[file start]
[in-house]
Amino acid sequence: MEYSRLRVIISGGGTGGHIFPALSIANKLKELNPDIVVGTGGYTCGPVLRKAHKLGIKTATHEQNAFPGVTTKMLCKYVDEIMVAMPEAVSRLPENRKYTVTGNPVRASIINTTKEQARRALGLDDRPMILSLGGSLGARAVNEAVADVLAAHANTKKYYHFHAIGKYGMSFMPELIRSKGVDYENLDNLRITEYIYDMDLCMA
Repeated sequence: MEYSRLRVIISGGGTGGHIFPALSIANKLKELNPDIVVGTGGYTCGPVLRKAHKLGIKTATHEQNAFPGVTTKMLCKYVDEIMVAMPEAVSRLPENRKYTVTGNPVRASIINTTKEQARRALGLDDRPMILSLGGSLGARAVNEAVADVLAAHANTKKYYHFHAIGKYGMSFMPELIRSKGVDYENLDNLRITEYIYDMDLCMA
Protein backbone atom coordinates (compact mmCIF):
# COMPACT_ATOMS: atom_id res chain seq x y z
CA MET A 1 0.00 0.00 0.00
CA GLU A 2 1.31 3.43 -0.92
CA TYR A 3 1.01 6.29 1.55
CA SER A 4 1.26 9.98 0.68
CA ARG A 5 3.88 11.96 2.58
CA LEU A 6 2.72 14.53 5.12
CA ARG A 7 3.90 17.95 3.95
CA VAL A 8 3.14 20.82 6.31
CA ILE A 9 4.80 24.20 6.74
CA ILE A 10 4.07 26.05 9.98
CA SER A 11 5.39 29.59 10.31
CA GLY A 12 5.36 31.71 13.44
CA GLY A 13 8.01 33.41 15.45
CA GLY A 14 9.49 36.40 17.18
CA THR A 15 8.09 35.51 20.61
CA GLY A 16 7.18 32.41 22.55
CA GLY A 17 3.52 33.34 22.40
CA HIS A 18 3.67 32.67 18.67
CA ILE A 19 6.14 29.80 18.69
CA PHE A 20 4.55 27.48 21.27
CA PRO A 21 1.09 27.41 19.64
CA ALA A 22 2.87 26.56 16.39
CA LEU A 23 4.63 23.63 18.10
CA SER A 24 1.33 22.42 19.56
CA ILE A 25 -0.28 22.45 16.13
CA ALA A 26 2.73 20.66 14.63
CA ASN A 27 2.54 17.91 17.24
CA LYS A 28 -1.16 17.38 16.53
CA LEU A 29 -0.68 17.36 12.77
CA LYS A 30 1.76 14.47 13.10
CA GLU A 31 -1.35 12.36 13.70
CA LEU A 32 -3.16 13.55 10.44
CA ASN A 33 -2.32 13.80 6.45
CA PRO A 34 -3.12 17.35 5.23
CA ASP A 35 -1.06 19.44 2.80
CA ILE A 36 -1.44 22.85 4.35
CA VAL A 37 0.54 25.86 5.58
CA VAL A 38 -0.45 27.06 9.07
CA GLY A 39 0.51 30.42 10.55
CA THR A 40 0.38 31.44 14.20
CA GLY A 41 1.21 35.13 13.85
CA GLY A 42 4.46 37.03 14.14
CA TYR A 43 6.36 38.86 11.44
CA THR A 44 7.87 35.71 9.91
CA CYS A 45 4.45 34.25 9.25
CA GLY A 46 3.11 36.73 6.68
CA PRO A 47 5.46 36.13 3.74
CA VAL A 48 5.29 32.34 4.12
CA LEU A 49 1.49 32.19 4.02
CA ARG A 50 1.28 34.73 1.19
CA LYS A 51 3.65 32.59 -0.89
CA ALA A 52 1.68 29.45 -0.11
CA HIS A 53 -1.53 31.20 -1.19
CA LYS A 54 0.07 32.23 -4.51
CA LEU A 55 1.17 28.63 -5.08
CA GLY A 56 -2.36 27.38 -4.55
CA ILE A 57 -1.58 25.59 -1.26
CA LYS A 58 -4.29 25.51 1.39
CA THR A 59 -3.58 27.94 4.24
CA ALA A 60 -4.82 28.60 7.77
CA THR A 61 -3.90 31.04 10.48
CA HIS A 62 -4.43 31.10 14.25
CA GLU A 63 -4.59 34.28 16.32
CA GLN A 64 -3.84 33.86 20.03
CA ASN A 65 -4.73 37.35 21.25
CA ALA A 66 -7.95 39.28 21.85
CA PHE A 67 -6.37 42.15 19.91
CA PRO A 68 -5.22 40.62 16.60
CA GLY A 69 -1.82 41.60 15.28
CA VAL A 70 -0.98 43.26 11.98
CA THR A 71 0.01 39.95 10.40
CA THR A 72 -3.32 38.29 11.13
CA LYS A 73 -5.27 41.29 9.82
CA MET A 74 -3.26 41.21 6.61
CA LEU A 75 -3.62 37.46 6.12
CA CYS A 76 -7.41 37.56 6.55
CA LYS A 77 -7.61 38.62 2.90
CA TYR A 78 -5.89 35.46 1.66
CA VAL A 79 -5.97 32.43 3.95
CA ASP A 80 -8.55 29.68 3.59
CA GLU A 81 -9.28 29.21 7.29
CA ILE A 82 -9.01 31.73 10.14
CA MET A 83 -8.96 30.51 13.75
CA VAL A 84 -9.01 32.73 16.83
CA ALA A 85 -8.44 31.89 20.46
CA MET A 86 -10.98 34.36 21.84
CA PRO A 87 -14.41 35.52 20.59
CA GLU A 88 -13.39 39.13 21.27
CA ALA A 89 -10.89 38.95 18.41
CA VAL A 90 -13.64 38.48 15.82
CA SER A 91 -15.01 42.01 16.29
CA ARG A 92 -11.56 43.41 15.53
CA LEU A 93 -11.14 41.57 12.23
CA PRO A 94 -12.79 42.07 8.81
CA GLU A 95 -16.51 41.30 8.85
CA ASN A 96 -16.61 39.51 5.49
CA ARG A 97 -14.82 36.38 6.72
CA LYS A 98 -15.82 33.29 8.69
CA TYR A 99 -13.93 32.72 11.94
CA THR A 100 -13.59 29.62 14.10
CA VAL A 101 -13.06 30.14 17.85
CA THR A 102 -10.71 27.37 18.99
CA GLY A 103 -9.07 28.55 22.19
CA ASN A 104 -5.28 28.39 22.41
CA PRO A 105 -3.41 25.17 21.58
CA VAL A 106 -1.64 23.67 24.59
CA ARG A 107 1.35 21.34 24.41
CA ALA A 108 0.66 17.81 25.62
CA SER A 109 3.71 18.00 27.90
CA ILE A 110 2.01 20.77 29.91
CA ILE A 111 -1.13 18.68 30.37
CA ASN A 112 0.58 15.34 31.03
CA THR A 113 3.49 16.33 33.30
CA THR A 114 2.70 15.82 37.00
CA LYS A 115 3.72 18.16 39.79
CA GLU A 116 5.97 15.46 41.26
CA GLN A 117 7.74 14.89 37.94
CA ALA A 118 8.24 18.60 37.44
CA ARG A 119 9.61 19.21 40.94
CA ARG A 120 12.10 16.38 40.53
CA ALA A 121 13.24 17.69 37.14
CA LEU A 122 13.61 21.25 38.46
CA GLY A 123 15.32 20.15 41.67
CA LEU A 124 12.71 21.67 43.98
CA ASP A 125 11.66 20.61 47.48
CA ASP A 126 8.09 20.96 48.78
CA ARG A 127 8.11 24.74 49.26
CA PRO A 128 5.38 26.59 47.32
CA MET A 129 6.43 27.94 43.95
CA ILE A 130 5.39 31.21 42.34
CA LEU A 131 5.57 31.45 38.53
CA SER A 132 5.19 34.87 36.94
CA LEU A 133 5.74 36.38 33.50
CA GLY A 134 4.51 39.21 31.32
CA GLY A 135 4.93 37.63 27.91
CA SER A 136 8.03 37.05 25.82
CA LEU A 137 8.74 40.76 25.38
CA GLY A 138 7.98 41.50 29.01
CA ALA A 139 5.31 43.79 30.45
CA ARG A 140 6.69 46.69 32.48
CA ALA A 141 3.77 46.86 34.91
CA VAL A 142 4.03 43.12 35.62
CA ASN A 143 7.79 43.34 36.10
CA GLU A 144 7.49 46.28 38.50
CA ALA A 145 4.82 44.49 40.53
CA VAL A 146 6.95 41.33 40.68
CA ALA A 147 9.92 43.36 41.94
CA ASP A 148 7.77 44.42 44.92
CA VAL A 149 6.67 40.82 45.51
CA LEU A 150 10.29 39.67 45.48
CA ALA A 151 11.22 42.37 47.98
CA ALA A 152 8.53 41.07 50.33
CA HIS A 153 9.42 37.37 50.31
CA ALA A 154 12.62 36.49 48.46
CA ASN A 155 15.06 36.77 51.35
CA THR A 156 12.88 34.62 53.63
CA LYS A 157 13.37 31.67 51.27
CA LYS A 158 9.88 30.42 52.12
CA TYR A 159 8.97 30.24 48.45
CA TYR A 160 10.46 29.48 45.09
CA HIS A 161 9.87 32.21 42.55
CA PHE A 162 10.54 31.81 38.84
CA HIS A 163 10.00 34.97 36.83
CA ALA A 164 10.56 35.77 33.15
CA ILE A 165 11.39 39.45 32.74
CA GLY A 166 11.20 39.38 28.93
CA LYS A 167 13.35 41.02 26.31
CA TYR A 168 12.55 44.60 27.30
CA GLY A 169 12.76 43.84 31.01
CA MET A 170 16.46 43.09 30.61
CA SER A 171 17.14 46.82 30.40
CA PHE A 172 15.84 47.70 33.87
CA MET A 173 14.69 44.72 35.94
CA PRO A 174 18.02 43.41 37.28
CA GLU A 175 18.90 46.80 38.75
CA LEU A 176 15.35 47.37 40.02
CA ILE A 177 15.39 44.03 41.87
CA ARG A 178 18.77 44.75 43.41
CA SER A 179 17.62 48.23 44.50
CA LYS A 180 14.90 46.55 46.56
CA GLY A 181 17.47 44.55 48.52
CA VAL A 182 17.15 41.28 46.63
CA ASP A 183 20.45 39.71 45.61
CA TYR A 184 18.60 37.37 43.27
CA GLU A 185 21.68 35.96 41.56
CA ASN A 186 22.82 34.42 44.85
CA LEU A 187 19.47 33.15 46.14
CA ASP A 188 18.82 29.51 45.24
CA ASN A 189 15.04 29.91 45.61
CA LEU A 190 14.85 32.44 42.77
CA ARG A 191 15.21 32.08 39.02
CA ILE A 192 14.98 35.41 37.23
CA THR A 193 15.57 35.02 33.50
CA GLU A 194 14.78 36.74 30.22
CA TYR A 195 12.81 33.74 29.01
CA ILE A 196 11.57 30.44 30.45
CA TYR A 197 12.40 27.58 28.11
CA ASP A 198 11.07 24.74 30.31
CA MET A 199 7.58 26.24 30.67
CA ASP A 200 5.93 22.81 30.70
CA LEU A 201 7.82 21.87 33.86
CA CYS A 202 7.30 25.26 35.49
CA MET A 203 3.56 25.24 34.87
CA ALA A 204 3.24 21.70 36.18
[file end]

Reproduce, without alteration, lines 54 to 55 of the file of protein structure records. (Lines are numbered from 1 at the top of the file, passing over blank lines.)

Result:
CA LEU A 49 1.49 32.19 4.02
CA ARG A 50 1.28 34.73 1.19